Most people want a VPN so they can have privacy and security when browsing the web. One of the main selling points of a VPN is that it prevents your ISP from being able to track your internet usage. But a VPN can’t protect you from all forms of tracking. If you’re looking at buying a VPN you should make sure you understand the sort of tracking a VPN can, and can’t protect you from.
When using a VPN, your ISP will be unable to monitor your browsing activity. They’ll be able to identify that you are using a VPN and how much data you are sending and receiving, but not what websites you’re accessing. Think of it like using shopping bags – your nosy neighbour can see you are carrying them, but not what’s in them!
Data leaks are a potential risk to your privacy from your ISP. An incorrectly configured VPN can leak your DNS, or Domain Name System, requests to your ISP letting them determine which websites you’re browsing to, although not what specific page on that site. To protect yourself against this risk, you should ensure that any VPN provider you consider advertises that they tunnel DNS requests over the VPN connection or don’t leak DNS requests.
Tip: DNS, or Domain Name System, is a protocol used on the internet to translate URLs into IP addresses. DNS is a plain-text protocol, so even if you change your DNS servers, your ISP can still see what domains you’re requesting.
In a worst-case scenario, your VPN connection could drop without you noticing, this would allow your ISP to see any browsing data sent after the VPN drops. A VPN kill switch can protect against this, by blocking all network traffic from your device if it detects that your VPN connection has dropped.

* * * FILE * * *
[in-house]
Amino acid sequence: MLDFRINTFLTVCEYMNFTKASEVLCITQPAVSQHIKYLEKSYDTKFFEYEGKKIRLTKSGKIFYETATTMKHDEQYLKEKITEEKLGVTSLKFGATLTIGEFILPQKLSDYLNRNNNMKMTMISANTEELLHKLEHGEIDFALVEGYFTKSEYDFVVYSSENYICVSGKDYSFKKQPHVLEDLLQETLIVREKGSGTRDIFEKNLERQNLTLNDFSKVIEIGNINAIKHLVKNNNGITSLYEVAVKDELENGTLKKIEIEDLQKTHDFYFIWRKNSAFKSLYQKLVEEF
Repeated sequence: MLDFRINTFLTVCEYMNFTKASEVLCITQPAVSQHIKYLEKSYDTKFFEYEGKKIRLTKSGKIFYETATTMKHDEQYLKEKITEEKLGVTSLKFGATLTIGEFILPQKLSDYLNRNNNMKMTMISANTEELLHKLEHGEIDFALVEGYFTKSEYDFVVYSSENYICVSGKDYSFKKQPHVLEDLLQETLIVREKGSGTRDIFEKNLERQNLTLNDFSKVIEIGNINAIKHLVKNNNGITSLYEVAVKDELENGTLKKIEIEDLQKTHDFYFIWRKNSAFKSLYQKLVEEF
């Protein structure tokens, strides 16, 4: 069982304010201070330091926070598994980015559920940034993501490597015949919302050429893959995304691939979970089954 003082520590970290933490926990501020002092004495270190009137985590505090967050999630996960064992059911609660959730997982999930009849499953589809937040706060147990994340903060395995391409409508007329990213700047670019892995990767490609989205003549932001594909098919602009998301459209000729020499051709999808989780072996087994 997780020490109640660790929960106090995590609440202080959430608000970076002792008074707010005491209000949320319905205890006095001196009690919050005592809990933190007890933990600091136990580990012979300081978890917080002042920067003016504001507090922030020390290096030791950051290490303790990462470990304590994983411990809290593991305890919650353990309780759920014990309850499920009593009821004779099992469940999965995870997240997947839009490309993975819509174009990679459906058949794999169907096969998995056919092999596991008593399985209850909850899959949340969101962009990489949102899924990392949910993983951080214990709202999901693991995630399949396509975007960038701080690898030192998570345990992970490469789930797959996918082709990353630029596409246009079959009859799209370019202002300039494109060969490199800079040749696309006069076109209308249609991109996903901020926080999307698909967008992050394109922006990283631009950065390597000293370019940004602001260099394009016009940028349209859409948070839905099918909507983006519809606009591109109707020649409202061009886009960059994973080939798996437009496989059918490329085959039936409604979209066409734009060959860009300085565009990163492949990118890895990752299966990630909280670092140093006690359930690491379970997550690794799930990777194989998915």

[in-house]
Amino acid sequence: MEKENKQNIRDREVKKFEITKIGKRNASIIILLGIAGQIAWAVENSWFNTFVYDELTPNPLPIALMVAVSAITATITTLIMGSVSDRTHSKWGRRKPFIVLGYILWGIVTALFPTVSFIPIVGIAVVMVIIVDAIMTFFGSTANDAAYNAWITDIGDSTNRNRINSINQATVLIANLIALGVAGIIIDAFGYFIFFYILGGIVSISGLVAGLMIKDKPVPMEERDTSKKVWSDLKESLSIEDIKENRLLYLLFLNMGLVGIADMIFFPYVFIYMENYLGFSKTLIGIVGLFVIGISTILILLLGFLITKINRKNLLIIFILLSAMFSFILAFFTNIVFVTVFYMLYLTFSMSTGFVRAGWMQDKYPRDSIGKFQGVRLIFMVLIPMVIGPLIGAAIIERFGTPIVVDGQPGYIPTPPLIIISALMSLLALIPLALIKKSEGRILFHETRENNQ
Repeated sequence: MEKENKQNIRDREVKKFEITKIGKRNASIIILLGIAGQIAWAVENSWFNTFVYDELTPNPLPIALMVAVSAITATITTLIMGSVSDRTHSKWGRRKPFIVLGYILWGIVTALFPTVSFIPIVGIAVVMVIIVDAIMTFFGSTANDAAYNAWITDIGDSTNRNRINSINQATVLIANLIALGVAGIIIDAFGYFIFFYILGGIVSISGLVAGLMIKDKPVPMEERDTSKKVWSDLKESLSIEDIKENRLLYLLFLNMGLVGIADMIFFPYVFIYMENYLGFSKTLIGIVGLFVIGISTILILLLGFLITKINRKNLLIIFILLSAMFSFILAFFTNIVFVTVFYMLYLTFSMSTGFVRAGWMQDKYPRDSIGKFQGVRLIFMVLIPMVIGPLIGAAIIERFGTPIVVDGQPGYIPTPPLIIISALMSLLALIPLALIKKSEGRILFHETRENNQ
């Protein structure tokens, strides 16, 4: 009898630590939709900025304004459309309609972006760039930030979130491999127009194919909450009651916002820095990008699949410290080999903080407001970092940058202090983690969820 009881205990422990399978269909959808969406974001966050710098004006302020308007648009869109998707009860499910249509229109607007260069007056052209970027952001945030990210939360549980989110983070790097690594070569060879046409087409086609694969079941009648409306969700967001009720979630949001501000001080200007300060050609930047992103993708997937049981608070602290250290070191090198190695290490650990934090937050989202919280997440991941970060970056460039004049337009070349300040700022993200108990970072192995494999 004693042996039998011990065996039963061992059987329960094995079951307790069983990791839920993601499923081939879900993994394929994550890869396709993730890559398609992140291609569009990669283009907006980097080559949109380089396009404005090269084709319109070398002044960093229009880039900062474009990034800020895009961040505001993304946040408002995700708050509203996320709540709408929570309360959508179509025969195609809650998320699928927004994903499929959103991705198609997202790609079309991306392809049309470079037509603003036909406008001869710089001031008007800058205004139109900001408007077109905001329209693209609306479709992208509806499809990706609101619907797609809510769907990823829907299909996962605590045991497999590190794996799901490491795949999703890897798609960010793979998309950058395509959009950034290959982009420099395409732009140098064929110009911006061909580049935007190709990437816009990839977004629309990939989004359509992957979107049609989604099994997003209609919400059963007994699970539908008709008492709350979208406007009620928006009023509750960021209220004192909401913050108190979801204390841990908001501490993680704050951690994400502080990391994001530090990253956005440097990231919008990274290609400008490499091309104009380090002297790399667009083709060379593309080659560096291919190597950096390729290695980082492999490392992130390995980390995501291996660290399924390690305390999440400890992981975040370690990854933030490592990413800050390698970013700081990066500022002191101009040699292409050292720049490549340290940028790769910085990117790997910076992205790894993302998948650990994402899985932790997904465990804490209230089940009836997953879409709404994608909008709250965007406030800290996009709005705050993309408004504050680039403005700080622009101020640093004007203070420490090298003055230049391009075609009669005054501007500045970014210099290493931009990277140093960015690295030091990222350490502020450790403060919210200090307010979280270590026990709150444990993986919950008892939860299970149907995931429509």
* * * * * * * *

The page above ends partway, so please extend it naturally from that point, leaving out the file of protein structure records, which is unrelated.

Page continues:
Your ISP isn’t the only potential risk that could track you in this way. A hacker on an unencrypted public Wi-Fi hotspot or an untrusted device on your private network can also listen to your network traffic.
When using a VPN, all of your network traffic is routed through a VPN server. It would be really easy for the VPN provider to log, monitor, analyse, and sell your usage data, in exactly the same way your ISP could, if you’re weren’t using a VPN. There is no way to stop a VPN provider from being able to do this, however, you can choose to use a VPN that has a strict “no-logs” policy.
Tip: A transparency report can show that a VPN provider doesn’t keep logs. The company is legally obliged to comply with lawful requests, but if they don’t log anything, they have no data to hand over.
Advertising networks make their money by tracking and analysing the browsing habits of everyone on the internet. It can even be possible for them to individually identify you from data such as computer hardware configuration, browsing data, and website logins. A VPN can help you separate yourself from your advertising profile, but over time the ad networks will build up another advertising profile for you that may be similar enough to match your normal one.
To be able to make a clean break from your advertising profile, you need to change as many things as possible and stick to them when using the VPN. The single most important step is to make sure you don’t use any of the same accounts both off, and on the VPN. Utilising an ad-blocker, such as uBlock-Origin, can also be a really big help, by blocking advertising and tracking scripts from ever loading in your browser.
Tip: Some VPN providers may offer their own ad-blocker built into the VPN. These are generally decent but may be difficult to modify if they break website functionality.
To go further you should also try not to use the same websites, view similar content, or use the exact same set of browser extensions. All of these small factors can be used to build up a very specific profile of you as an individual.